Bruce Sterling on Mon, 24 Mar 2003 20:43:55 +0100 (CET)

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<nettime> Fwd: Wal-Mart Opens First 'All You Can Live' Township

*I believe in this one -- bruces

Begin forwarded message:

> From: "futurefeedforward" <>
> Date: Sun Mar 23, 2003  07:27:39 PM US/Central
> To:
> Subject: Wal-Mart Opens First 'All You Can Live' Township
> March 11, 2020
> Wal-Mart Opens First 'All You Can Live' Township
> WALTON, OH--Officials of the Wal-Mart Corporation
> announced Thursday the opening of Walton Township, a
> company designed and managed subdivision on the outskirts
> of Cleveland, Ohio.  Walton, the first of three Wal-Mart
> communities scheduled to open this year, introduces
> residents to the company's new 'all you can live' consumer
> goods subscription service.  "Beyond its quality
> environment and top-notch municipal services, Walton
> represents our first serious foray into flat-fee
> provision of consumer products," explains Michael
> Elmoere, Wal-Mart VP of Intra-Regional Logistics and
> First Regent of Walton Township.  "It's a 21st century
> horn-of-plenty, all for one no-fuss monthly fee."
> Taking advantage of the company's superior purchasing
> power and its much-vaunted just-in-time inventory
> management systems, Walton guarantees its residents a
> literally bottomless supply of the staple consumer goods
> with which Wal-Mart is commonly associated.  "As much
> Windex as you want," boasts Elmoere.  "As many Cheetos and
> Glad garbage bags.  Imagine, every need satisfied."  And the
> company is willing to stand behind its promises,
> integrating a '100% availability guarantee' covering
> more than 1,200 common household goods into Walton's town
> charter.  "If it's in the charter, and it's not available,
> we'll pay you the cost of a replacement good, plus 10%.
> Guaranteed."
> Walton Township's initial phase, designed by the Arkansas
> firm Furst + Femble-Grieg, includes 118 ranch-style
> single-family dwellings arranged on meandering,
> pedestrian-friendly avenues radiating from a central
> town hall and distribution center.  "The key to Walton is a
> literal superimposition of municipal and retail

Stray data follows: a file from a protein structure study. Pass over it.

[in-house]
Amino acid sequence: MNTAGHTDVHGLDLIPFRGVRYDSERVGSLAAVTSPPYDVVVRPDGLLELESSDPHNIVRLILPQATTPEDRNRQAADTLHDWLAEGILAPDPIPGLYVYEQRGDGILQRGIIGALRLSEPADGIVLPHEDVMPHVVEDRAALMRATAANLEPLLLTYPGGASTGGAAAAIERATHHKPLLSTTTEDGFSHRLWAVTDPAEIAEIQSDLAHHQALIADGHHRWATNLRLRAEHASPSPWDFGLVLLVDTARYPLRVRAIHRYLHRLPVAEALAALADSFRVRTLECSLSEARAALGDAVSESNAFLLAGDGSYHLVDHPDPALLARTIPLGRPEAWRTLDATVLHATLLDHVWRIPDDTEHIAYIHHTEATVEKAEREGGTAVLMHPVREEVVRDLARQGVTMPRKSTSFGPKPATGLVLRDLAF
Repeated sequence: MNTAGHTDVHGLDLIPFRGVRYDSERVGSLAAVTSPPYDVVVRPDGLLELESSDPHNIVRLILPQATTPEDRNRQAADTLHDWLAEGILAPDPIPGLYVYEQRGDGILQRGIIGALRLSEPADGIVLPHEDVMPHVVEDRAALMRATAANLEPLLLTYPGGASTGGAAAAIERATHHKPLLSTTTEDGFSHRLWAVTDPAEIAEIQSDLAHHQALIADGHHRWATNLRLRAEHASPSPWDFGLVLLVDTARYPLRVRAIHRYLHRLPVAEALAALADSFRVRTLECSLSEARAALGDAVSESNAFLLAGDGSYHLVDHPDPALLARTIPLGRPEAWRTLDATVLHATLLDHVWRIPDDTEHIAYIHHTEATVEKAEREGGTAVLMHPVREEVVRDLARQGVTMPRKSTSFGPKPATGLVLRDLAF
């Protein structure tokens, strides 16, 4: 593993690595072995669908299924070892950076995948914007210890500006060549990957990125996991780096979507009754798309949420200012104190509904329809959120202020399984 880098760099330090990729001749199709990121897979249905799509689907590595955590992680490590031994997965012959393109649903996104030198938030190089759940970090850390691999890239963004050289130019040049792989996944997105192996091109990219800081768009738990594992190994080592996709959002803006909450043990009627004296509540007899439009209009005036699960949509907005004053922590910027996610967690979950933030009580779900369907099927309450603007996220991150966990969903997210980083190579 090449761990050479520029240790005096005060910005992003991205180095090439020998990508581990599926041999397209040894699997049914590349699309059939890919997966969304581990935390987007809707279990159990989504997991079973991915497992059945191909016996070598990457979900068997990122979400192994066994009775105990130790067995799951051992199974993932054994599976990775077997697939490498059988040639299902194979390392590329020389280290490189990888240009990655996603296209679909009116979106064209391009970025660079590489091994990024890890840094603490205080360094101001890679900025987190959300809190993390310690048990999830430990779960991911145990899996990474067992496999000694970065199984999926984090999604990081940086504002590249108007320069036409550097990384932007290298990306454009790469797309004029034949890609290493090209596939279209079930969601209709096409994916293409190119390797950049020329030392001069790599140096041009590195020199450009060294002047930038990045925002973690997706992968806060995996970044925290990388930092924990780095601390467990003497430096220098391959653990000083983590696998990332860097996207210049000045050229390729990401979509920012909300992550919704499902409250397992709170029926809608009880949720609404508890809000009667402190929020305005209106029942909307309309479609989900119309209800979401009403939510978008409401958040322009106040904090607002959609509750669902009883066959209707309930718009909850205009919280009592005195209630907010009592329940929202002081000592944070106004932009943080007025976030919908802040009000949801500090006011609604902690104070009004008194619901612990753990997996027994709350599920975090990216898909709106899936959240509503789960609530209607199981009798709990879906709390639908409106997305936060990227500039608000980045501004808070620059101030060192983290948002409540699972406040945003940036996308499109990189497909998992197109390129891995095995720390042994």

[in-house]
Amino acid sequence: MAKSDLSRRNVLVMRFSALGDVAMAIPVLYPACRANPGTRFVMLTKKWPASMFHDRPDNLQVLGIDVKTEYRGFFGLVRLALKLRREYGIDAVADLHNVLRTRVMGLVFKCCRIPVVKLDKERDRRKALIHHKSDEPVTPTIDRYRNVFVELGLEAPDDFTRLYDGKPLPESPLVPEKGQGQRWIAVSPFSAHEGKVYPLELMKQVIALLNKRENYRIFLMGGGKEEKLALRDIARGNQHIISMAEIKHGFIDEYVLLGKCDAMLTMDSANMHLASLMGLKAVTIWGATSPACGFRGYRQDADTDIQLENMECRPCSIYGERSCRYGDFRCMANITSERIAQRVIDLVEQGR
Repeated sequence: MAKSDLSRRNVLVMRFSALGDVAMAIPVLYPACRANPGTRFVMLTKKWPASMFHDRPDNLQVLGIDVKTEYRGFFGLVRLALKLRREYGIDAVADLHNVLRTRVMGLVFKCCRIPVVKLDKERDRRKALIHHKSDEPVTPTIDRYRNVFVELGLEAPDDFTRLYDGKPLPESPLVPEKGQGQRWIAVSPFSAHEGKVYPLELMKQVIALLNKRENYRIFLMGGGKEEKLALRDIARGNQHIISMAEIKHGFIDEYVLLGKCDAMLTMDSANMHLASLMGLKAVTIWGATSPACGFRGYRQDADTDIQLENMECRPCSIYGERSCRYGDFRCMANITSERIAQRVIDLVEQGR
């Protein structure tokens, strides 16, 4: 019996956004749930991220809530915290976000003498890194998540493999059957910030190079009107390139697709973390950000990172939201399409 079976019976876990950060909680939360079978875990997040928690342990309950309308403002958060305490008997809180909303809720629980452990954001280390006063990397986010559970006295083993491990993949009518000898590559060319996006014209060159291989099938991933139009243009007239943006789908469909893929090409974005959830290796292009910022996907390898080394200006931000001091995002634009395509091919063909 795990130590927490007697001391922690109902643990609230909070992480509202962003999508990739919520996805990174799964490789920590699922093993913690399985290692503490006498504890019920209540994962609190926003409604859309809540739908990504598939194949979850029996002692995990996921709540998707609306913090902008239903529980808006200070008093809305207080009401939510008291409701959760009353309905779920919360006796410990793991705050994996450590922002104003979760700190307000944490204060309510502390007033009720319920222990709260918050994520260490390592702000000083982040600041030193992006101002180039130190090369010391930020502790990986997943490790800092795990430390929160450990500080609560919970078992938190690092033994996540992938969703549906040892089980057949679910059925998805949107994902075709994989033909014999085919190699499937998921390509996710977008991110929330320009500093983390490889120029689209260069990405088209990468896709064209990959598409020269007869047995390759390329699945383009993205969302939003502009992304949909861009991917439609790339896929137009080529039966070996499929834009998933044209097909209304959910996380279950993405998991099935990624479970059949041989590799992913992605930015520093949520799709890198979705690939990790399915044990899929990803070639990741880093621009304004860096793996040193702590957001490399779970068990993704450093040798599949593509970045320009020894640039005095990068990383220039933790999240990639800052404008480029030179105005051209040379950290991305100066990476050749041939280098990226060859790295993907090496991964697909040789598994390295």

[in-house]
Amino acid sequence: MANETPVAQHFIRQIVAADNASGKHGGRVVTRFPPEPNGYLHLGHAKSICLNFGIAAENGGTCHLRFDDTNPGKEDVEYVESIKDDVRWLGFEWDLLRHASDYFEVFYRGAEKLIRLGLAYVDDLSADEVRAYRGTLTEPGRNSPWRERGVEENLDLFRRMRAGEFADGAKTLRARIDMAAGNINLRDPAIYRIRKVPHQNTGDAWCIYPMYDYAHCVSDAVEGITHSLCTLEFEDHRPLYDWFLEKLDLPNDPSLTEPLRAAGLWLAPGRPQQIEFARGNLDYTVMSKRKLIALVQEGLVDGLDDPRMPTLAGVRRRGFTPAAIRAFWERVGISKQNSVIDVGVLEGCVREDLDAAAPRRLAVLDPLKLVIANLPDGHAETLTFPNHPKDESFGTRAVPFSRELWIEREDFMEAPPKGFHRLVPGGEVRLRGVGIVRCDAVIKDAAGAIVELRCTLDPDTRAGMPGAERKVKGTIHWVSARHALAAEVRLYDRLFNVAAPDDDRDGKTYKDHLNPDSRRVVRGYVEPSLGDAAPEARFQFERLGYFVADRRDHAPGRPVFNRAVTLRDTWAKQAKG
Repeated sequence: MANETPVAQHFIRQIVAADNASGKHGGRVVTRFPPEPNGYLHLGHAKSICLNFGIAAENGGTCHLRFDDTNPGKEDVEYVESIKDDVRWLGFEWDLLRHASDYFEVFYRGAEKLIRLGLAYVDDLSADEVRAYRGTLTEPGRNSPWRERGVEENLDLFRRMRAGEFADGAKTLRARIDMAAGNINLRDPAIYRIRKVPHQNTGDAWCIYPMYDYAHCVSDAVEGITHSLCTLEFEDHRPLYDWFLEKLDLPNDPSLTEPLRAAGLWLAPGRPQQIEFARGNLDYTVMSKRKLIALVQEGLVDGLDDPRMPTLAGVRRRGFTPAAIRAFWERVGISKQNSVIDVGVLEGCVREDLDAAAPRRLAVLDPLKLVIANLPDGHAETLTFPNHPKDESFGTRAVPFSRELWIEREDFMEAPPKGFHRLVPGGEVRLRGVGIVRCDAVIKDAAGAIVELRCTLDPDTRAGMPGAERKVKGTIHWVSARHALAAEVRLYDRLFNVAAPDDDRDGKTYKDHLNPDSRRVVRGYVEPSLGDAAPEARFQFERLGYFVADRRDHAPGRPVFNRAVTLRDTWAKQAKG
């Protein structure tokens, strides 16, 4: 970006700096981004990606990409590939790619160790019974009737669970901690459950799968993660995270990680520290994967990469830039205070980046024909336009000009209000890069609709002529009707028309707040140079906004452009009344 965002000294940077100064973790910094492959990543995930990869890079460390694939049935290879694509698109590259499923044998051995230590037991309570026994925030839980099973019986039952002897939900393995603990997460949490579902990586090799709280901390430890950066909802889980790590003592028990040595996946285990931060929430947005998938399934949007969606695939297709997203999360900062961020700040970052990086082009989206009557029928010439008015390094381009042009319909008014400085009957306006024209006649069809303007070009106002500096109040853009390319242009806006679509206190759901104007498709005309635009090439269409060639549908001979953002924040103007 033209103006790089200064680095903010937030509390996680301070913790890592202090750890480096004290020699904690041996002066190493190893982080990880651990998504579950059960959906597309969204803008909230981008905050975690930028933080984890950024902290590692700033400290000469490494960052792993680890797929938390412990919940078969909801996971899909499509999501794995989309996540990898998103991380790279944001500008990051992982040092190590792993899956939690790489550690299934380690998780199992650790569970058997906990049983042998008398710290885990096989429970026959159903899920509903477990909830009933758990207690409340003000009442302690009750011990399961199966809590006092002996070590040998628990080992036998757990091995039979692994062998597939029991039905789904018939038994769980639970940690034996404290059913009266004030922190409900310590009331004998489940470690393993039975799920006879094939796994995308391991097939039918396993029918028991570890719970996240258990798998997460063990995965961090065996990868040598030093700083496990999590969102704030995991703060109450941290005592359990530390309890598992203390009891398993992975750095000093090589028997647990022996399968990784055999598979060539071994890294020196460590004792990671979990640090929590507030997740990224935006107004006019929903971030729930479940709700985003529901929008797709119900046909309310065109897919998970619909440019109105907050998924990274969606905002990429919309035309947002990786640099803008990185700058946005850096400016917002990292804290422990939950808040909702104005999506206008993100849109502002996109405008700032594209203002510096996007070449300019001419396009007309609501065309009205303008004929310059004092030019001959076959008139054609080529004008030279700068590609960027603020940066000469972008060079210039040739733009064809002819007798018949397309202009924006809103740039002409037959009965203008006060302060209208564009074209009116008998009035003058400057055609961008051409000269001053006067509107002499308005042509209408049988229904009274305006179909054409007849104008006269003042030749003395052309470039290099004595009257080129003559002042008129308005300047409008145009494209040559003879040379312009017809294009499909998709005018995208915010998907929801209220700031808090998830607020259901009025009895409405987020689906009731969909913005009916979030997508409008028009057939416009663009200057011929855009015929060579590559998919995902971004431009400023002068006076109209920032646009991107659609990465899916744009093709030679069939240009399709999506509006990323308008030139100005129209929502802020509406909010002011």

> channels," notes Valerie Femble-Grieg, a principal of the
> firm.  "Our goal was to achieve a resonant harmony between
> the traditional idiom of the town center and the particular
> expertise of Wal-Mart in designing distribution
> networks.  The Walton town center is a great central hearth,
> a hearth of great bounty."
> In an effort to control 'leakage,' the export of flat-fee
> goods outside the Township by community subscribers,
> Wal-Mart plans to institute a pervasive inventory control
> system consisting of miniature radio-frequency tags
> broadcasting unique product and batch ID numbers.  "We
> accept that we cannot control leakage absolutely, but,
> frankly, our focus research indicates that it may be less of
> a problem than most expect," explains Elmoere.  "Most of the
> problem is solved by allocating 'guest-minutes' to each of
> the residents for friends and family.  The real goal is less
> total inventory awareness than designing a subscription
> service that satisfies people's real needs."
> Reaction to the Township in the retail community has been
> mixed.  "It is a daring concept," admits Loki Jonones,
> Merchandising Director at Federated Lifestyle
> Enterprises.  "But it doesn't make sense at all price
> points, at all levels in the value chain."
> Elmoere reports that the results of initial marketing
> efforts have surpassed the company's modest
> expectations.  "This is a radical new pricing structure for
> us," admits Elmoere.  "And, frankly, we expected initial
> response to be slow as consumers digested the
> possibilities.  But Walton is currently over-subscribed,
> and we've got 14 families scheduled for move-in this week."
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